Buck Owens

REVIEW: Buck Owens & The Buckaroos – Third Set: 3 Reissues


Buck Owens & The Buckaroos – Third Set: 3 Reissues

In the Palm of Your Hand / Ain’t It Amazing, Gracie / (It’s a) Monster’s Holiday

This, the 3rd reissue set of CDs by Omnivore Recordings of vintage Buck Owens LPs originally released by Capitol Records in the 70s includes 3 separate titles. The first 3 came in early Aug. & the second in late Aug.

The late Buck Owens (Alvis Edgar Owens, Jr.) was a Sherman, Texas-born, Bakersfield, CA raised country singer who scored 21 #1 Country Chart Hits in a 61-year career. Inducted into the Country Music Hall of Fame in ‘96 & The Nashville Songwriters Hall of Fame he was country music royalty until the day he died (2006).

This reissued set dropped Oct. 1st with music originally released in 1973 & 1974. The 10-cut, 26-minute In the Palm of Your Hand charted at #21 on the country LP charts. The title track scored #14 on the singles chart. 9 of the 10 tunes were written or co-written by Owens with the exception of the melodic “Made in Japan.” Capitol was accused of oversaturation when it came to artists like Owens who released more than one LP per year. But whatever Buck managed to put out had quality & these were recorded & produced at the Buck Owens Studios in Bakersfield, CA.

Owens was entrenched in the real hayseed world of country music but what made him special was that his showcases were never hokey cornpone or lame. The musicians were inspired & were exceptional players. The song selections were often good choices – & I was never a big country fan when these were hits. Thanks to the late Gram Parsons I started to take notice. Parsons was right. So, was jazz sax player Charlie Parker when he was heard to say by a jukebox “listen to the stories man, listen to those stories.”

Buck Owens

“Arms Full of Empty,” is excellent & serious. “You Ain’t Gonna Have Ol’ Buck To Kick Around No More,” could be a borderline novelty but it isn’t. It’s clever. Then there’s the walking bass line that dominates “A Whole Lot of Somethin’” which is excellent. The final song “I Love You So Much It Hurts,” is superb. https://www.youtube.com/watch?v=QHhWzrZpXaY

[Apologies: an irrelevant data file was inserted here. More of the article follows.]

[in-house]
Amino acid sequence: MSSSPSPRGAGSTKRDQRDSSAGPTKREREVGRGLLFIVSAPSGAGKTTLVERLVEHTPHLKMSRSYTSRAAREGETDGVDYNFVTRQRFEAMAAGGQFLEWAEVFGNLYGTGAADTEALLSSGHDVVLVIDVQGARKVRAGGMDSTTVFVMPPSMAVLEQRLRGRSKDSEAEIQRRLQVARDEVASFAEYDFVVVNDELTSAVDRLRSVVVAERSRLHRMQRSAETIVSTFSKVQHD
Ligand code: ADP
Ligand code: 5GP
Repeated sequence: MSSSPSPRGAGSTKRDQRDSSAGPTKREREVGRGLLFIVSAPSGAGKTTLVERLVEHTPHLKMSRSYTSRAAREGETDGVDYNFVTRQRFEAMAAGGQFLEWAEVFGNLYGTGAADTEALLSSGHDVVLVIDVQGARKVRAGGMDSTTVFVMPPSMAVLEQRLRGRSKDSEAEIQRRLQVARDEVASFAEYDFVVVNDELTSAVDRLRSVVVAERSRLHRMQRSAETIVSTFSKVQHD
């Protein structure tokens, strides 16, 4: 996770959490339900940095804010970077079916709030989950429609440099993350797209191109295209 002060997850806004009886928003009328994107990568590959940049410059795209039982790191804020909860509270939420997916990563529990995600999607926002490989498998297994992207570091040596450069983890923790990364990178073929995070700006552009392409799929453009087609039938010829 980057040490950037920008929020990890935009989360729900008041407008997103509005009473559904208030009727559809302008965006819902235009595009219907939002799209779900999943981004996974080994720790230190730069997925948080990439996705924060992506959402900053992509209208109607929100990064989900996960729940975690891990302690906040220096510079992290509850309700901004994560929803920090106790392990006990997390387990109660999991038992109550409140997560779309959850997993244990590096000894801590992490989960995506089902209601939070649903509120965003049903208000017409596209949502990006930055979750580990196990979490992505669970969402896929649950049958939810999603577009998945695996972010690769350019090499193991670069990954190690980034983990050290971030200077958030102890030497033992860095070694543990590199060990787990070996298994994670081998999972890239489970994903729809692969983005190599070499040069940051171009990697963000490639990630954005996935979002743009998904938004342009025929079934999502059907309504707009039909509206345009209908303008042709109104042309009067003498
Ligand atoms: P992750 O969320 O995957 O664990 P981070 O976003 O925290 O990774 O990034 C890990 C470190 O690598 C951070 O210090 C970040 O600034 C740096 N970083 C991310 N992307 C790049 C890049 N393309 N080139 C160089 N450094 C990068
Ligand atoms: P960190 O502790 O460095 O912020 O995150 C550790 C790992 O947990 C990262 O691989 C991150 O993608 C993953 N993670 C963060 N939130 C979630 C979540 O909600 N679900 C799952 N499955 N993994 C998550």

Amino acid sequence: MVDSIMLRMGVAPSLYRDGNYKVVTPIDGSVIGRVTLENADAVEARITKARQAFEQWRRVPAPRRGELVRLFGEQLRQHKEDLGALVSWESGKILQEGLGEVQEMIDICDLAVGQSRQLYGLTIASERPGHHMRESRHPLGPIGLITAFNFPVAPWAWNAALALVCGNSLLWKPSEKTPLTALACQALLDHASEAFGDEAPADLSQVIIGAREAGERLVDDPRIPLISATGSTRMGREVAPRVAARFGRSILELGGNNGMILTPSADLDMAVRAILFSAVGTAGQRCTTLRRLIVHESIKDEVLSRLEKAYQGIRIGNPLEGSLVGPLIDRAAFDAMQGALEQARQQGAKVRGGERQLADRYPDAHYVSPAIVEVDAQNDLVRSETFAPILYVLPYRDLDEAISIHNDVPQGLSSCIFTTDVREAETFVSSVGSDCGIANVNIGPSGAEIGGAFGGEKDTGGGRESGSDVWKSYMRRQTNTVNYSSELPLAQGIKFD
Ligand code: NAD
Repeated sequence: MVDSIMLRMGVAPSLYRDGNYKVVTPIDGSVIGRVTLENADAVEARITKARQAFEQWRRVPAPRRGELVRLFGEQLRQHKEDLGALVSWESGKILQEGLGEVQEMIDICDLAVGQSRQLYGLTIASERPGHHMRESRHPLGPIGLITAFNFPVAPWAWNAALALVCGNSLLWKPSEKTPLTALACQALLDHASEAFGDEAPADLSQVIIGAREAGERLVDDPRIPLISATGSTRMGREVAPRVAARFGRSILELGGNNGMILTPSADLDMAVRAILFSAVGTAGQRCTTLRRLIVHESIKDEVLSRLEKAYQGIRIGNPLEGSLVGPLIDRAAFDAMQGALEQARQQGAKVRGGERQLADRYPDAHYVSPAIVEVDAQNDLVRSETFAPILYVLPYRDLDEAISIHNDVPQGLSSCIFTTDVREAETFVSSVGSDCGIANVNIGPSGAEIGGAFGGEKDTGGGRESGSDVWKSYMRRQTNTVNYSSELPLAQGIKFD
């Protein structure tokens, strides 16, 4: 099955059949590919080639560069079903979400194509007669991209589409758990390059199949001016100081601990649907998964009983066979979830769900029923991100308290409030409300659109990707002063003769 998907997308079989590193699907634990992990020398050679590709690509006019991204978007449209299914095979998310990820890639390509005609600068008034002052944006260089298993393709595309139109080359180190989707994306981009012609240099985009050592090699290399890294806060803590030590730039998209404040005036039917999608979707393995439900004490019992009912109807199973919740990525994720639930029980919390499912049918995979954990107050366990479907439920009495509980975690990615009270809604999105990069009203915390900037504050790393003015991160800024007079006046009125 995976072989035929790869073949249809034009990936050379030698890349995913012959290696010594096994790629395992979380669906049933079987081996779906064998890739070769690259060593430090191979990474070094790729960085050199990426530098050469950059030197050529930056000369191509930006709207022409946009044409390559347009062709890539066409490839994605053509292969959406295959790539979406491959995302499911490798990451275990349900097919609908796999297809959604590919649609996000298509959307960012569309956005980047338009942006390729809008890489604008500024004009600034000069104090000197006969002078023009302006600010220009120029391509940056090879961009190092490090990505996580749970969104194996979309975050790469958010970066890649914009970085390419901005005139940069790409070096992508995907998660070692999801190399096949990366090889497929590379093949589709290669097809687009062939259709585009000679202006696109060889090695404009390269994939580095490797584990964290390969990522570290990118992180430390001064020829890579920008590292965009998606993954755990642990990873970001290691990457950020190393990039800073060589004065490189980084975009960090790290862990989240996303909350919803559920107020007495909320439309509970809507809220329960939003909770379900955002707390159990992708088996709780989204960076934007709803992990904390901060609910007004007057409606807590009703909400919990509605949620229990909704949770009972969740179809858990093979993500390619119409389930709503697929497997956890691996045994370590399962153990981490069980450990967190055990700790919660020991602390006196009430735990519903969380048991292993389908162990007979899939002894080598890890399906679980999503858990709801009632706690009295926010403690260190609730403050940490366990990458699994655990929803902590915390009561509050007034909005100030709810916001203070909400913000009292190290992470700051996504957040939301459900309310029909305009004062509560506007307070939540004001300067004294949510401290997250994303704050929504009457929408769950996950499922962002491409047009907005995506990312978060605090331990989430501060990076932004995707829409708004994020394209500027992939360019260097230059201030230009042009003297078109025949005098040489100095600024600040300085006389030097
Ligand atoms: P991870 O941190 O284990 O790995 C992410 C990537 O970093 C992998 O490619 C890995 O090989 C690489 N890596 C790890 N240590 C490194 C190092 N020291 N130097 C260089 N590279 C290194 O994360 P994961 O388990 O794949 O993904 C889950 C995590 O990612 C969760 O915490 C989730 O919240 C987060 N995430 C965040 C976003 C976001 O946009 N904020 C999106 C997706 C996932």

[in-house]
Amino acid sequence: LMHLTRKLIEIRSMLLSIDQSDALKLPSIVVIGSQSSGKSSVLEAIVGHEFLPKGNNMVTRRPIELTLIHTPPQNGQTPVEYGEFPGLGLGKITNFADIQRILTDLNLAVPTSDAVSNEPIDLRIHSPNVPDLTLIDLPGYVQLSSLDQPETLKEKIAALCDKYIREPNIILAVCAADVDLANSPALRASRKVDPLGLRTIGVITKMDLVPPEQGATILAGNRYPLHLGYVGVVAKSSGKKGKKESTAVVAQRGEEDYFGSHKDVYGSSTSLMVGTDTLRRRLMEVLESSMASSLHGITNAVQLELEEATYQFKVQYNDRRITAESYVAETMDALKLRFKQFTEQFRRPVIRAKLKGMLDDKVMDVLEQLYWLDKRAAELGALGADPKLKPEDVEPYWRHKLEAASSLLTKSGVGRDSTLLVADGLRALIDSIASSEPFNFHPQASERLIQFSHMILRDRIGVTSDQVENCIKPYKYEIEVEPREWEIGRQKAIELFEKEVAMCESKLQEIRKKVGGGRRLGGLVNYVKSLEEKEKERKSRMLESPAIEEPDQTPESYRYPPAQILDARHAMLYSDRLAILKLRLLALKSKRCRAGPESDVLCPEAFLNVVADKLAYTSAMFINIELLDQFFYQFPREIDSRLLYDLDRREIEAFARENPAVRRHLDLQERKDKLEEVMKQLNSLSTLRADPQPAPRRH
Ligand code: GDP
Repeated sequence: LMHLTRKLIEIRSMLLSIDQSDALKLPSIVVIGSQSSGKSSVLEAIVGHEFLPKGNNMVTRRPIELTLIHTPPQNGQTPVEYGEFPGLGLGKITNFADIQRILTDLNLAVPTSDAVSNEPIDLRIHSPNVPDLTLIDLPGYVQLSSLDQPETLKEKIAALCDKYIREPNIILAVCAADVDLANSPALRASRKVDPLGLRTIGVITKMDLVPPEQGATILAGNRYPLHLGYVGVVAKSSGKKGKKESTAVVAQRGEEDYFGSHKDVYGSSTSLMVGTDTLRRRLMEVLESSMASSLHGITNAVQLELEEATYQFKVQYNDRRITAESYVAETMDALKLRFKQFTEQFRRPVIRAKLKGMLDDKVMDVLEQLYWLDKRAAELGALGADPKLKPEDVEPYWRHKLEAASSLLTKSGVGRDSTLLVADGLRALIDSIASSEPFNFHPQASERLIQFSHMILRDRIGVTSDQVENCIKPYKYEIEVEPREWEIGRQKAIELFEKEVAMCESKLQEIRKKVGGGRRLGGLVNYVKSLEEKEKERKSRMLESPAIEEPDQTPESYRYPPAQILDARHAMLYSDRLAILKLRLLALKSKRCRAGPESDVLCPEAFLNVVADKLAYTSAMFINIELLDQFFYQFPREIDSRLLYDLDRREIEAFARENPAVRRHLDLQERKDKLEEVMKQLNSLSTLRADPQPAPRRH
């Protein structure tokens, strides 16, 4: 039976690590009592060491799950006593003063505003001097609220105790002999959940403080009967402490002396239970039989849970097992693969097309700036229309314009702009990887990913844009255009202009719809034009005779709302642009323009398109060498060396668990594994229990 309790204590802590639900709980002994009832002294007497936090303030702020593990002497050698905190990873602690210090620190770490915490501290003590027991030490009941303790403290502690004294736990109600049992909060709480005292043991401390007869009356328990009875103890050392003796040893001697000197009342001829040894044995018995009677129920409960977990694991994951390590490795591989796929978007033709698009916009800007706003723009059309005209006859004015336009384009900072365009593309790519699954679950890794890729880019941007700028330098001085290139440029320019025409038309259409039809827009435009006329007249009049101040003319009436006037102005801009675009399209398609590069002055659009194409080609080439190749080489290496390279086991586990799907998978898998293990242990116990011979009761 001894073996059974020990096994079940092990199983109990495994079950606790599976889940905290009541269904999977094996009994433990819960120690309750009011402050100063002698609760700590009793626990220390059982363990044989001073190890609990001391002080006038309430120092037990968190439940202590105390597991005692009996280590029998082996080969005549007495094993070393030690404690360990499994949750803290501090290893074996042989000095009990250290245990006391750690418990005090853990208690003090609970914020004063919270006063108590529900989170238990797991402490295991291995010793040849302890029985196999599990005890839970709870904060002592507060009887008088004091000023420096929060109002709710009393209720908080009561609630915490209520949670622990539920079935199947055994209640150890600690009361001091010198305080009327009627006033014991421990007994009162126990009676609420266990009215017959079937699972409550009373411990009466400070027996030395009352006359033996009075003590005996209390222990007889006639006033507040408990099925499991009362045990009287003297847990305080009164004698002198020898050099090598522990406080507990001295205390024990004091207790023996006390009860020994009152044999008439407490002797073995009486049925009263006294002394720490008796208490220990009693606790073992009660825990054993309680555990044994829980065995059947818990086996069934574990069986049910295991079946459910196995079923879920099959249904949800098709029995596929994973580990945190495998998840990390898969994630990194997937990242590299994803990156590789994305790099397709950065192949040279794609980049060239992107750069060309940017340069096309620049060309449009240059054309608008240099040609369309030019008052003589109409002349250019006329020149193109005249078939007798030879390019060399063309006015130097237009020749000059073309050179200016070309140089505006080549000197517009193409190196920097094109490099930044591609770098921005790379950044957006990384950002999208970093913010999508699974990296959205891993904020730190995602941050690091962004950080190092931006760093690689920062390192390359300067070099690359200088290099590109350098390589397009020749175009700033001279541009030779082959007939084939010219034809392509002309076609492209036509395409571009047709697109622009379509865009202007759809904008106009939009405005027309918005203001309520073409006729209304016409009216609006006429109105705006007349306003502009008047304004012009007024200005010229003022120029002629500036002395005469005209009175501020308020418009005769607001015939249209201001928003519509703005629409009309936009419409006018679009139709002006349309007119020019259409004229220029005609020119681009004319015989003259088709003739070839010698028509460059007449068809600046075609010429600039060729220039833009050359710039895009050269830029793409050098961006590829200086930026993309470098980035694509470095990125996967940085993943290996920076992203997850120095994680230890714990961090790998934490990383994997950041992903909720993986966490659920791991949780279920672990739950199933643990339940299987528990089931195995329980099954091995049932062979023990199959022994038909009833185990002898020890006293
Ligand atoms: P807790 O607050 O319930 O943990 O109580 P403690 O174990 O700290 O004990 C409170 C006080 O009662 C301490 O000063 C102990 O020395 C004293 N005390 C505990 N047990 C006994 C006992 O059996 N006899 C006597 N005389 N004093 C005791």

The band: Buck (vocals), Don Rich (guitar/fiddle), Doyle Curtsinger (bass/vocals), Jerry Brightman (steel guitar), Jerry Wiggins (drums), Jim Shaw (keyboards/Farfisa), with Buddy Alan & Ronnie Jackson (guitar), & Ralph Mooney (steel guitar on “Arms Full of Empty”).

Two months after the previous LP Capitol released the 24-minute “Ain’t It Amazing, Gracie” & this is where the over-saturation comes in. That’s amazing that a new LP would come in 8 weeks. But maybe Capitol’s marketing department knew what a remarkable artist Buck was. The Gracie LP reached #17 on the country charts. The LP was loaded with 10 more excellent country songs.

Ain't It Amazing Gracie

The long-out-of-print LP recorded in 1972 at the Owens studio released a sole single. The title track in 1973 peaked at #14 on the singles chart. Lots of viable songs – “Long Hot Summer,” Homer Joy’s song “Streets of Bakersfield,” (later became a hit in 1988 with Buck & Dwight Yoakum). Joy’s “She Had All the Dreaming She Can Stand,” is a cool fiddle/steel guitar-driven song that is typical country clever lyrics.

The band: Buck (vocals), Don Rich (guitar/fiddle/vocals), Doyle Curtsinger (bass/vocals), Jerry Brightman (steel guitar), Jerry Wiggins (drums), Jim Shaw (keyboards), with Buddy Alan (guitar). Ronnie Jackson (guitar) & Ralph Mooney (steel guitar) both on “Ain’t It Amazing, Gracie.” The Ray Sisters (backing vocals). It doesn’t take a dyed-in-the-wool country fan to appreciate the impeccable recordings that are pristine, played superbly & the new remastering has a polish that makes them more distinctive.